Tuesday, 21 August 2012

11g R2 – Creating a Recovery Catalog


Hi,

My name is Mark Tiger, creator of this blog.  I am an Oracle Certified Professional (OCP DBA 11g).

Gathering information for some DBA tasks can be time-consuming, even although the commands that you need to issue eventually can be over quite quickly.  I have gone through this process over and over again, and have decided to help other Oracle DBA’s in the community.

In this blog, I will give you the details of how to carry out those tasks; that typically need a lot of research, before you can do them.  I will try to present the information in an easy to understand way.  My hope is that this will save you lots of time in research, and help to make you more productive as an Oracle DBA.  The illustrations are primarily meant for Linux, since this is a Platform; that enjoys preference from Oracle.  However they are easily adaptable for versions of UNIX/AIX and windows etc.

11g R2 – Creating a Recovery Catalog                              

The first thing to do is to configure the Recovery Catalog.  RMAN requires that you maintain a Recovery Catalog Schema.  The SYS user cannot be the owner of the recovery catalog.  The Recovery Catalog is stored in the default tablespace of the schema.

The first thing to decide is which database to use to create the Recovery Catalog in.  You also need to decide what the backup strategy for this database is going to be, because you need to protect your recovery catalog.  Oracle recommends that you run the Recovery Catalog database in ARCHIVELOG mode.  The Recovery Catalog should be stored on a different database, to the Target database.

Sizing the Recovery Catalog Schema
You must allocate space to be used by the Recovery Catalog Schema’s tablespace.  If your target database has around 100 datafiles, and fifty backup sets with 1 backup piece, every time you back up.  Then the space used would be less than 200 KB per backup.  SO if you did around 350 backups per year, you would need around 70MB per year.  With a small database you ld even get away with around 15MB for a year’s worth of data.  Then if you included the archived log files, you could easily double this to 140MB per year of space that you need.  So if you registered five databases in this recovery catalog, then you would need five times that space or around 700MB per year.  So if you allowed 1GB per year, it would be more than enough.  10GB would be enough for  around 10 years.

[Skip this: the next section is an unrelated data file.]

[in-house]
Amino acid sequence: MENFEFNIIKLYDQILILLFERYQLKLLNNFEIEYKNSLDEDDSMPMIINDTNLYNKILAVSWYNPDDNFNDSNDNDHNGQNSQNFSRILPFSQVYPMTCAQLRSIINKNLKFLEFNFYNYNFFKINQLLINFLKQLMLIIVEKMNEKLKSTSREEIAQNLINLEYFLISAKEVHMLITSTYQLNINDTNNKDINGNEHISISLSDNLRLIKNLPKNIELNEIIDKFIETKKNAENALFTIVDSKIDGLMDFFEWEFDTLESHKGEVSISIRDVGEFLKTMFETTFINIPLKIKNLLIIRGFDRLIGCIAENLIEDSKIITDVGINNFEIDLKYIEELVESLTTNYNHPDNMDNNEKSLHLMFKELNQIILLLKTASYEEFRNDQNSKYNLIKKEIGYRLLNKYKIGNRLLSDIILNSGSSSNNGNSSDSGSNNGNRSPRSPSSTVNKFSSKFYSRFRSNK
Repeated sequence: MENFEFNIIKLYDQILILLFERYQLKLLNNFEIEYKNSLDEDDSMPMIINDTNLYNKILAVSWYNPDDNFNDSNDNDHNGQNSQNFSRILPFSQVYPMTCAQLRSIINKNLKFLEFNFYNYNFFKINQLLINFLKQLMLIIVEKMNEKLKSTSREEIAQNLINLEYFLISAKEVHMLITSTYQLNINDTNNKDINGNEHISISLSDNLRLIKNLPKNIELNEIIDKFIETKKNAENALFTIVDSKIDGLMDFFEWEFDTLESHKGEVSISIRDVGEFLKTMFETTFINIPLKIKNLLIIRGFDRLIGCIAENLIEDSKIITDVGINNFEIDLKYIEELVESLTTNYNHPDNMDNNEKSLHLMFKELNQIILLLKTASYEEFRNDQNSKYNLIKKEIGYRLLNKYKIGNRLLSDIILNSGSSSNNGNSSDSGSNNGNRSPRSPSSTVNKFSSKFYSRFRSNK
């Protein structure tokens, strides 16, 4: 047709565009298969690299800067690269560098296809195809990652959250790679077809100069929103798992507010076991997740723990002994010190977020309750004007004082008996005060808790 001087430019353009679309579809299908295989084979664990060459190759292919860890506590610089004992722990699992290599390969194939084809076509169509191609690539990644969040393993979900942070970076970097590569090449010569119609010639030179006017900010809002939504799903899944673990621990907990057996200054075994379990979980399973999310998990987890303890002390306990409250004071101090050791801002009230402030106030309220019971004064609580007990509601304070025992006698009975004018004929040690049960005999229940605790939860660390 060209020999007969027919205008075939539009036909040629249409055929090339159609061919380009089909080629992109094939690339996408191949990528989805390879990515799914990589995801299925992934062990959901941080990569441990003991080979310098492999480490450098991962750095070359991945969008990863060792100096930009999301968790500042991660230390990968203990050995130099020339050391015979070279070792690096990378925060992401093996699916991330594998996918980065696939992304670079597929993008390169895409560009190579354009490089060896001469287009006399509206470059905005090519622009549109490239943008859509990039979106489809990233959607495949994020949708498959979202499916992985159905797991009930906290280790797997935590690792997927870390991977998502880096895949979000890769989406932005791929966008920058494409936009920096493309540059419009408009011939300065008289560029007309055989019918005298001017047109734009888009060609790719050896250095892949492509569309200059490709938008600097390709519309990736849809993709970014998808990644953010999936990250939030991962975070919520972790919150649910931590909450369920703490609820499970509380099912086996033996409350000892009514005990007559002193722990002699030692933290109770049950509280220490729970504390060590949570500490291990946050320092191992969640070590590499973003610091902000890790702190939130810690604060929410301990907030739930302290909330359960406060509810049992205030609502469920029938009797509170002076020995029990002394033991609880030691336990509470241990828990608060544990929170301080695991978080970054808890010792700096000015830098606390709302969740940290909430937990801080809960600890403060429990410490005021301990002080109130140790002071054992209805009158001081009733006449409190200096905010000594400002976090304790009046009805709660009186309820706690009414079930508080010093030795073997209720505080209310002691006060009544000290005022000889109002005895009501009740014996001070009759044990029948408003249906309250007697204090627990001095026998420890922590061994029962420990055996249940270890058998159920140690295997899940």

If you are creating your Recovery Catalog in an existing database, then make sure that allocate sufficient space to the default tablespace of the recovery catalog schema.  If you are creating a database to hold your recovery catalog, then you should first calculate the space required for the database, and add the space for the recovery catalog to that.  Otherwise you can calculate the exact space required for such a database for one year:
Type of Space
Space Needed
SYSTEM tablespace
100MB
SYSAUX tablespace
100MB
TEMP tablespace
5MB
UNDO tablespace
5MB
Online Redo Logs
150MB
Recovery Catalog Tablespace
140MB
  
Total space needed is: 500MB.  This is an absolute minimal size, and it would probably be better to allow quite a bit more space for the database.  The above has not taken into account the Archived Redo Log Files, space requirement.  Also you will need space for the Oracle Database Software etc.

If your target database and recovery catalog database are on the same server, then make sure that they are at least not on the same disk or file system.

Creating the Recovery Catalog Schema Owner
Assume the following information is true for this Recaovery Catalog database:
·         User SYS has SYSDBA privileges on this database “catdb”
·         There is an available tablespace called “tools”, that you can use for the default tablespace
·         The default temporary tablespace is “temp”

1.       Start SQL*Plus and connect to the catdb database as SYSDBA
2.       SQL> create user rman identified by <password>
Temporary tablespace temp
Default tablespace tools
Quota unlimited on tools;
3         SQL> grant RECOVERY_CATALOG_OWNER to rman;

After you have created the Catalog user, you must create the catalog tables with the RMAN CREATE CATALOG command:
·         Start RMAN, and connect to the database that will contain the recovery catalog, as the Recovery Catalog user.
Rman catalog rman/<password>@<dbname>
RMAN>
·         RMAN> create catalog;
This will take a few minutes to run through, so you can leave it to run.  You can also specify the tablespace to create the catalog in:
RMAN> create catalog tablespace <tablespace_name>;
If the tablespace name is a RMAN reserved work, then you must list it in upper case, inclosed in single quotes, for example:
RMAN> create catalog tablespace ‘CATALOG’;
·         Check the results:
SQL> connect rman/<password>@<dbname>
SQL> select table_name from user_tables;
You may have more or less 44 tables created in the RMAN schema.

Mark Tiger,
Need a Database Health Check, Remote Monitoring, Support, Maintenance, or a Security Audit?

P.S. I am busy preparing Nine books on preparing for the Oracle 11g R2 OCM DBA exam.  Watch this spot for details on the books, as they start becoming available.

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